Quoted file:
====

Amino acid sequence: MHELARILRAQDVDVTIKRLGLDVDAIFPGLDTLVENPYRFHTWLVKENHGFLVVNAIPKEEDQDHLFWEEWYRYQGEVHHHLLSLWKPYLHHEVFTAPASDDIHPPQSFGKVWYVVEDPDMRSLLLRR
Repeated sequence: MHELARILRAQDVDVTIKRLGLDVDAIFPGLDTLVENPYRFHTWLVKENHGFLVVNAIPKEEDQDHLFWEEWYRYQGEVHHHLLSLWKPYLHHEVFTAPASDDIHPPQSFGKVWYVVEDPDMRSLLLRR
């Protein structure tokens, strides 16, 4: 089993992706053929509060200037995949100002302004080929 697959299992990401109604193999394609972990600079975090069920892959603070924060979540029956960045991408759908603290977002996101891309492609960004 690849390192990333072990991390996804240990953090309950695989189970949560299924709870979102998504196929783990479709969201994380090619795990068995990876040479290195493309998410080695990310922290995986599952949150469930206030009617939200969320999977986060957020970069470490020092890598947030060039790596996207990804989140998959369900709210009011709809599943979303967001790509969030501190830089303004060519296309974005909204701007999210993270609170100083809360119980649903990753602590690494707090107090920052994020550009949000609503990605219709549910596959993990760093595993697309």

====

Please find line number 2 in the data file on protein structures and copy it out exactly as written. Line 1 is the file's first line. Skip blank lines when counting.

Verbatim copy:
Repeated sequence: MHELARILRAQDVDVTIKRLGLDVDAIFPGLDTLVENPYRFHTWLVKENHGFLVVNAIPKEEDQDHLFWEEWYRYQGEVHHHLLSLWKPYLHHEVFTAPASDDIHPPQSFGKVWYVVEDPDMRSLLLRR